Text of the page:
Recently, Medic asked me to review some of the articles about the federal income taxation of our investment, as well as whatever else that I could find on it.
First of all, this posting is only for investments in the United States. I have no idea what investors in other countries are doing, nor if it’s as confusing as ours seems to be.
I have reviewed recently written articles from several Certified Public Accountants and Tax Attorneys and have found various opinions on how we are to treat the gains and losses on our foreign currency transactions (i.e. cashing in our Iraqi Dinar).
There seems to be differences of opinions as to if these gains will be ordinary income or treated as capital gains. Yet one constant of all of the opinions that I have read is that the answers are based upon the Internal Revenue Code Sections 988 and/or 1256, or IRS Publication 525. My review of these rules and regulations are as follows;
First, IRC Section 1256 discusses option contracts, hedges and investments made through brokers and/or FOREX. These rules will not apply to our initial investment, but only to those who later decide to invest in the foreign currency market later after the dinar is a recognized and tradable currency.
Second, IRS Publication 525 has to do with “personal transactions” and foreign currency. A brief summary of these rules are typically vacationers who return home with currency that has changed in value since its purchase. Any gains of $200 or less are ignored for taxation purposes. Gains in excess of $200 are treated as capital gains. These rules also do not apply to our investment as I do not believe we qualify under the “personal transactions” definition which is a rather lengthy definition described under IRC Section 988. All are welcome to look this definition up for themselves on the IRS website, http://www.irs.gov/, as I am not going to take up space here for it. Instead of "personal transactions", I believe we qualify as investors, which is not included in the definition under these rules.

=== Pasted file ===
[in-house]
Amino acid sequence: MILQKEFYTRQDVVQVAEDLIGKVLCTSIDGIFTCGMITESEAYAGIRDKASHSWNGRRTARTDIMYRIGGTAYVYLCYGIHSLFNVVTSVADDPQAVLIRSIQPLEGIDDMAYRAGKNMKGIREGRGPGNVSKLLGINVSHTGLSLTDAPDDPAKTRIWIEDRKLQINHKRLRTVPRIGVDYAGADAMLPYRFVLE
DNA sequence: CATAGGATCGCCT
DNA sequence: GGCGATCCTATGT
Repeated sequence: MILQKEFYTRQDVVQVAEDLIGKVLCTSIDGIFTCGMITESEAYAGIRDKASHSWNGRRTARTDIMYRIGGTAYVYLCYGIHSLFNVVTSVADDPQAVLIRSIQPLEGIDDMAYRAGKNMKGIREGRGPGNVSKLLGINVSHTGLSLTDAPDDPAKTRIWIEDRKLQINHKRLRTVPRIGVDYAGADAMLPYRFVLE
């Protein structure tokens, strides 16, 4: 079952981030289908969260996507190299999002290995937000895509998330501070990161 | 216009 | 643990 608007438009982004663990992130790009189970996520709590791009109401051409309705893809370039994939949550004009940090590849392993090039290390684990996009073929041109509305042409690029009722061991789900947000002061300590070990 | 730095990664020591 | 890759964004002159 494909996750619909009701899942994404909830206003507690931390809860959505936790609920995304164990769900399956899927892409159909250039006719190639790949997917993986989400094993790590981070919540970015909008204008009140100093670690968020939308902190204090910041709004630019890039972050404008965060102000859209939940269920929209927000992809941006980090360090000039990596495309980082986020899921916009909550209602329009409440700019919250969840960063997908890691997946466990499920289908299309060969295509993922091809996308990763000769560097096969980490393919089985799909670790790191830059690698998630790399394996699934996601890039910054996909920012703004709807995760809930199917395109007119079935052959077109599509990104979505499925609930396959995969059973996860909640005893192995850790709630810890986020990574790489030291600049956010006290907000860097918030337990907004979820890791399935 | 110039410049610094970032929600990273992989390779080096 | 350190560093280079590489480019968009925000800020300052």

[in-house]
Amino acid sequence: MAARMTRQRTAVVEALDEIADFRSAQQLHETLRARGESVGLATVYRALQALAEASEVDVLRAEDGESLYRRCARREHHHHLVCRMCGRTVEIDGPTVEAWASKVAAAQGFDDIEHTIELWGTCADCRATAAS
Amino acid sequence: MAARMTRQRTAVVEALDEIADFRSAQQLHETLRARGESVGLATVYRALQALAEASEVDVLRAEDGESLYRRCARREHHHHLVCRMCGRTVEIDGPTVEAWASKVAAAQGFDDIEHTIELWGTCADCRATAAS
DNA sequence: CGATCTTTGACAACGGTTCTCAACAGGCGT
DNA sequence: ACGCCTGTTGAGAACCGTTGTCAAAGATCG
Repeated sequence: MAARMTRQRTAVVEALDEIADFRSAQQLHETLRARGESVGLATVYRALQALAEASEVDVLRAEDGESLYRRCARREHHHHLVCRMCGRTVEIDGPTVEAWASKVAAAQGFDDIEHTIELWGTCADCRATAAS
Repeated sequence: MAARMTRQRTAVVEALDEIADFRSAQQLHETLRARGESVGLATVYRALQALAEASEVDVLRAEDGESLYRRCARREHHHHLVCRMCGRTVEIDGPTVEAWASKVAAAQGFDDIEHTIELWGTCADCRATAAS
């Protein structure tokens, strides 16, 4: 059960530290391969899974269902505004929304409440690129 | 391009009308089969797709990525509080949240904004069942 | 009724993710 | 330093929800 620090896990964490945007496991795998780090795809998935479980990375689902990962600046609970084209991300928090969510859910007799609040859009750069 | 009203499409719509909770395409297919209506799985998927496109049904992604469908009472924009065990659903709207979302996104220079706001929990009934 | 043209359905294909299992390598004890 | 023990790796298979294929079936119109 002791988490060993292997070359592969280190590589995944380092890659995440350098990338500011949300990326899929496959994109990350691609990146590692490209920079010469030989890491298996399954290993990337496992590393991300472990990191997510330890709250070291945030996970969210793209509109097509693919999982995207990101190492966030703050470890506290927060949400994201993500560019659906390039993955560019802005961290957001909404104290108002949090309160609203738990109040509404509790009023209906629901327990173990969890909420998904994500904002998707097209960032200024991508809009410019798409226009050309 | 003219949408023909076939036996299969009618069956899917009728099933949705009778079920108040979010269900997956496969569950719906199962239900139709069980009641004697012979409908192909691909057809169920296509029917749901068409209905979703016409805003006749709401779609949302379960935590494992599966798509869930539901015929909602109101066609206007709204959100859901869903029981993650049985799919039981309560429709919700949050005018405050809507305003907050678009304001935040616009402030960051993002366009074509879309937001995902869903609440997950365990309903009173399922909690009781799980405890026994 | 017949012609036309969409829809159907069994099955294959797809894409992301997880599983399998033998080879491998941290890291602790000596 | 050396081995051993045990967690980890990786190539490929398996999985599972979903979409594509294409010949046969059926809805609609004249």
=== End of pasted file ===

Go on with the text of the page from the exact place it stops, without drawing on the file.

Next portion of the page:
That leaves IRC Section 988 as our reference on how our investments will be taxed. IRC Section 988(a)(1)(A) begins with:
§ 988. Treatment of certain foreign currency transactions
(a) General rule
Notwithstanding any other provision of this chapter—
(1) Treatment as ordinary income or loss
(A) In general
Except as otherwise provided in this section, any foreign currency gain or loss attributable to a section 988 transaction shall be computed separately and treated as ordinary income or loss (as the case may be).
The key words of this code section are, “Except as otherwise provided in this section”, Upon review of the rest of Code Section 988, no where does it say that foreign currency purchased for investment purposes will be treated as capital gains. Therefore, I do not know what these other professionals are basing their capital gain positions upon.
After reviewing all of the above, I believe, that as the rules and regulations stand now, our investment will be treated as ordinary income.
A key point here is as “things stand right now…” When these rules, regulations and publications were written, Congress, nor the Internal Revenue Service were anticipating a situation where masses of citizens, as well as themselves, would be investing in a foreign currency with the hopes of potentially massive profits. I very well expect that after the RV, this issue will be reviewed and addressed with definitive answers coming from the Internal Revenue Service, with possible input by Congress.
As for me personally, I am going to plan on paying ordinary tax rates and put that money aside. And if there is no definitive answer published regarding the tax treatment, I will hire a Tax Attorney to help review my situation for any changes. Because if the attorney decides that they have a basis where the RV qualifies for capital gain treatment, it will be them defending me in tax court if the IRS disagrees.
I thank you for your time and all comments, agreements and disagreements are welcome.